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Global Moderator
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15 Aug 2013
Lelystad, Netherlands
General plan of attack in case of algae/bad plant growth

We see this question about 10 times a week and to answer each time gets old in the end. So, I decided to give some general guidelines most experienced people here think are solid suggestions

1) Light

Not mentioning specific lights, the list gets outdated very quick, and all must choose within their budget, but we mostly see to much or to long light. In order to get everything established 6 hours of light will be plenty in the beginning. Also, it’s very easy to give to much light, make sure it’s a dimmable light (usually start with 30-50% especially with the fancier modern lights) or that you can increase the distance to the substrate (intensity decreases squared with distance). Blocking with tinfoil can also be helpful. Only if all is going well SLOWLY increase force and time, let everything adjust and increase again.(

2) CO2

In layman’s terms: light creates metabolites in the plant which can damage the plant tissue if they aren’t caught in time. More light gives more metabolites. Plants can handle these larger amounts, but they need time to adjust to the increased amounts (read multiple weeks). CO2 is one of the ingredients in handling, so more light will increase CO2 demand. It is far easier to increase the light than it is to increase the amount of CO2 available to the plant, thus damaging the plant and causing bad growth and algae. Plants can do perfectly with the amount of CO2 which occurs naturally in water, just adjust the amount of light. If you want to use a lot of light you will NEED a LOT of CO2.

Getting plenty CO2 in the water isn’t easy, see our website for articles and forum messages about that(

3) Ferts

Plants need to eat, especially to grow. The fertilizers (ferts in short) can be divided in 1) macro components : N, P, K/Mg and micro components ( things like Iron ). Since it’s hard to measure those easily ( we don’t like water tests: we advise the EI method in which we add plenty and dilute that with water changes. When using salts this is also the cheapest solution ( If you buy ready made solutions make sure they contain all the needed macro’s and micro’s (not always the case!)(

Relying on fish poop to fertilize your plants can be done, but you will need a keen eye to balance light, amount of plants and amount of fish/feed. If you read this you will have troubles, so I would add ferts.

Oh and repeat after me: ferts don’t cause algae, ferts don’t cause algae, ferts don’t cause algae, ferts don’t cause algae, ferts don’t cause algae, ferts don’t cause algae, ferts don’t cause algae. This has been extensively proven.

4) Water

You can use regular tap water for 98 % of all plants to grow. There is no need to use anything else. The only exception is chloramine/chlorine in the tap water. If this is in your tap water you will always need to prepare it to remove this.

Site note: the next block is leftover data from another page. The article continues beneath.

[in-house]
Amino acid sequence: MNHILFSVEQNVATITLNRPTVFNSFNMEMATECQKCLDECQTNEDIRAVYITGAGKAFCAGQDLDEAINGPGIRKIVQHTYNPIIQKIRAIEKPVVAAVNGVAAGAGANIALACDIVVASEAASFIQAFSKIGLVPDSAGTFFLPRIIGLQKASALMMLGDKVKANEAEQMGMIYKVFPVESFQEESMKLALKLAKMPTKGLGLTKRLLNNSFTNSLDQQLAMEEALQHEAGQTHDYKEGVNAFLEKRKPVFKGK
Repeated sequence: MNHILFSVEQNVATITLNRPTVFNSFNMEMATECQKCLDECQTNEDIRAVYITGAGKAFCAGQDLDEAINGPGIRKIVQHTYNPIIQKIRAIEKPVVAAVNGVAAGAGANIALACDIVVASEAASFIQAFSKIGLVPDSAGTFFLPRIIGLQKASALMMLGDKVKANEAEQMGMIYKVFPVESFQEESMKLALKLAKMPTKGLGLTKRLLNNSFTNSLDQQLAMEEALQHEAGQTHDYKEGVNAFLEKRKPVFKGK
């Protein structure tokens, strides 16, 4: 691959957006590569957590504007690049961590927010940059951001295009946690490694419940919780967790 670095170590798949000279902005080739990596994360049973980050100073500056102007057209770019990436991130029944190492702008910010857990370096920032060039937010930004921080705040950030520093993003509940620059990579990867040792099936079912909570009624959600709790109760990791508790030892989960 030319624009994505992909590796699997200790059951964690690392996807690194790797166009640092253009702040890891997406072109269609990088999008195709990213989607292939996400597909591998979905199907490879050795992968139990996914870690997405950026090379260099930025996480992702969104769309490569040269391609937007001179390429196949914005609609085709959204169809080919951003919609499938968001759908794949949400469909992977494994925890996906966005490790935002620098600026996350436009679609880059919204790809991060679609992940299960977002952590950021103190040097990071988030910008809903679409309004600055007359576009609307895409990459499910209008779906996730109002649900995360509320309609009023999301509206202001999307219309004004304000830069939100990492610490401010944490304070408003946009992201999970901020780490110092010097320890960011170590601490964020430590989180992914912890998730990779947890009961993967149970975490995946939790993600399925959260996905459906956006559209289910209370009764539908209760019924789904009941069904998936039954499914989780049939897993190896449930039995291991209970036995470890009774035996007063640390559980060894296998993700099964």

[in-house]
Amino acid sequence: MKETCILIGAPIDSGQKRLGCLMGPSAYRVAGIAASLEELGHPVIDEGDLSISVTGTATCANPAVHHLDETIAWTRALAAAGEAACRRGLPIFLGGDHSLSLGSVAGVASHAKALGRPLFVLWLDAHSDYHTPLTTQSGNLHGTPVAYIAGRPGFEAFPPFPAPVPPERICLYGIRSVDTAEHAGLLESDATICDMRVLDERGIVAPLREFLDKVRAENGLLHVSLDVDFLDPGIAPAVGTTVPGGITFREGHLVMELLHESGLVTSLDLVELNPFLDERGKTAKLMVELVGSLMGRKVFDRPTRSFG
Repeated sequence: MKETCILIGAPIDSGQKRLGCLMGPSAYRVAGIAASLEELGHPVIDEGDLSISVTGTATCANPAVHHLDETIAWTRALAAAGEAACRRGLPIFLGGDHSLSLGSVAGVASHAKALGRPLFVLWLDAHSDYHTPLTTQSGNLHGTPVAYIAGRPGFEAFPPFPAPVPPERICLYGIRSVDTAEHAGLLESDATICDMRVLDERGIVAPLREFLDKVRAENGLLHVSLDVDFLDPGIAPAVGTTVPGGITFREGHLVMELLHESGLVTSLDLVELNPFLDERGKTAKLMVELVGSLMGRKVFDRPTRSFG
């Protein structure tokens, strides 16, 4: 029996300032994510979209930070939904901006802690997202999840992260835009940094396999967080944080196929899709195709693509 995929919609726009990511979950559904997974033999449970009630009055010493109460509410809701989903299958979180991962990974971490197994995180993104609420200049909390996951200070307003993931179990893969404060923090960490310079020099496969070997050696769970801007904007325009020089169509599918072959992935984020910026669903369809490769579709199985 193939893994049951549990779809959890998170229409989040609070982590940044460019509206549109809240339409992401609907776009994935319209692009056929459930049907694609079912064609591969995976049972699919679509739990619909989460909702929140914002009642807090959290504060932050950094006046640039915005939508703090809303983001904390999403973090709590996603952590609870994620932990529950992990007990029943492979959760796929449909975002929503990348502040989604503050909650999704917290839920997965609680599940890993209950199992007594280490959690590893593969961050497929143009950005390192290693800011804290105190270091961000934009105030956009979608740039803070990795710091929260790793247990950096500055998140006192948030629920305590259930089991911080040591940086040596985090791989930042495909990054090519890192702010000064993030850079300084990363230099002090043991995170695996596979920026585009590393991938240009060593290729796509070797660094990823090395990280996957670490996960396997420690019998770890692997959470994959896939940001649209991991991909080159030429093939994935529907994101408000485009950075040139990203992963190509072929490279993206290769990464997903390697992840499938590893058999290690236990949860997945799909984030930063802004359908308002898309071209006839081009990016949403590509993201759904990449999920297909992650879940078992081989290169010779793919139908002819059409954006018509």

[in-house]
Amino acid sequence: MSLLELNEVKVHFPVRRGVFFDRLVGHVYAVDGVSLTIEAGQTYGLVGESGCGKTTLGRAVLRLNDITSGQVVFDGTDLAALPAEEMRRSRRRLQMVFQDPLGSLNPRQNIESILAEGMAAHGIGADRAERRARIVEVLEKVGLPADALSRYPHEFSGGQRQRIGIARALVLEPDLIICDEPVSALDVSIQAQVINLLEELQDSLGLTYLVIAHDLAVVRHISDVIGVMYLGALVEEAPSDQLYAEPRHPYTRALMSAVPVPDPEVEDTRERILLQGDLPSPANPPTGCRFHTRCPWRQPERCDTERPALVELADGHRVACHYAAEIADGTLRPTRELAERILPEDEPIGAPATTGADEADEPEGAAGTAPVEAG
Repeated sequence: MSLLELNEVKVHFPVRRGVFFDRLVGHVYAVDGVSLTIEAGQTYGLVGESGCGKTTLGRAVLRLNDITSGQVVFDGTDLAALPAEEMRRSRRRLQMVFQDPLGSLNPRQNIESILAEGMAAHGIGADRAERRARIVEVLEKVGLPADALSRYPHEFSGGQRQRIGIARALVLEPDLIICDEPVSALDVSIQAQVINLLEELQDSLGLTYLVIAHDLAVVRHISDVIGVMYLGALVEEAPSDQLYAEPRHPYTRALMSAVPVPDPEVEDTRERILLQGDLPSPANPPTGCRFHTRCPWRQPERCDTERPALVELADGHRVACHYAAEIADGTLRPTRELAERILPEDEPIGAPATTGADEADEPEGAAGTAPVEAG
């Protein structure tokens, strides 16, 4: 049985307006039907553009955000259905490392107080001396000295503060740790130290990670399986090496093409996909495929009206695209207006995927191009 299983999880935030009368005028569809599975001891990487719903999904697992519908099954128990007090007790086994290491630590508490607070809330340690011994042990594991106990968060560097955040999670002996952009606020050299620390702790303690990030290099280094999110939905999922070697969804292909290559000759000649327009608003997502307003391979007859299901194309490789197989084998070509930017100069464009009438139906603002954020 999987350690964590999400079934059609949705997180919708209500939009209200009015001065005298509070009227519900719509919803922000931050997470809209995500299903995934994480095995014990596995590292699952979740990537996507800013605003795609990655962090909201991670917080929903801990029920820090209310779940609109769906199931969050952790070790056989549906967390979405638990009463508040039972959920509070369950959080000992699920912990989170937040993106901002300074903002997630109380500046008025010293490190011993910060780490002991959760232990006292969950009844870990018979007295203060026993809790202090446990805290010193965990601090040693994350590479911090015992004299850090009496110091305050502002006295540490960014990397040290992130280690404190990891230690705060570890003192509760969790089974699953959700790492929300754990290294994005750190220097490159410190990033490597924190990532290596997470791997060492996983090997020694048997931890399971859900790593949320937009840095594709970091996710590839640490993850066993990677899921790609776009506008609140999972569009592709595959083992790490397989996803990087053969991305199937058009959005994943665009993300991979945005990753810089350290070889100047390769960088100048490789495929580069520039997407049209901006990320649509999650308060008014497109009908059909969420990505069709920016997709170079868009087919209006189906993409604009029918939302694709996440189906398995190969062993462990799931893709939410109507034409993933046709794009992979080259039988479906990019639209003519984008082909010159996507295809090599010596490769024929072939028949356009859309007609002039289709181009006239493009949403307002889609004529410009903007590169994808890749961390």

Even if your tap water is very hard (liquid rock) there are plenty members here who have grown beautiful plants and tanks. Especially if there are problems it is far easier to do large and regular water changes with tap water. These will remove pollutants from the tanks and combined with manual algae removal will increase the health of the tank.Only in rare cases softer water will be needed, cutting it with rain water (50/50) is a solid way to lower hardness. Using RO is rarely advisable .(

5) Substrate

Plants really can grow in everything. Some substrates are a bit easier or give more room for mistakes, especially in fertilizing regime, others are a bit harder but far cheaper. Some only use expensive “Gucci” substrates, others only use regular sand. As long as you add the needed amount of ferts, and the substrate doesn’t leak toxic substances, use what you prefer.((


If you succeed to give enough ferts and CO2, the next thing that becomes important is flow, all this has to be brought to all parts of all plants and this is harder than it seems. In general, we will advise to use flow in the tank to about 10 times the tank volume. This stems (see what I did there 8>) from the manufacturers often overstated claims of pump volume delivered. Goal is to see all plants gently moving in the flow. One of the better ways to create this is with a full-length spray bar (

7) Here are some extra tips/tricks

· Start with a lot of plants (can be cheap pond plants), more plants make a more stable environment.

· Floating plants can help with blocking excess light

· When you encounter problems making a journal with all relevant data and pictures will help with problem solving

· There is a huge amount of info on this forum, please invest in some reading time here, most all questions have been asked and answered. Make sure you read the stickies

So, in short: when there are problems:

· Decrease the light to 5-6 hours (no siesta or ramp up/ram down times)

· Use ferts, everything needed

· Do large (50%) and regular (2/week) water changes, combined with improved maintenance

· Do all of the above for at least two weeks to see if things change, if everything improves and start growing healthy, you can gradually start to increase lights and decrease water changes
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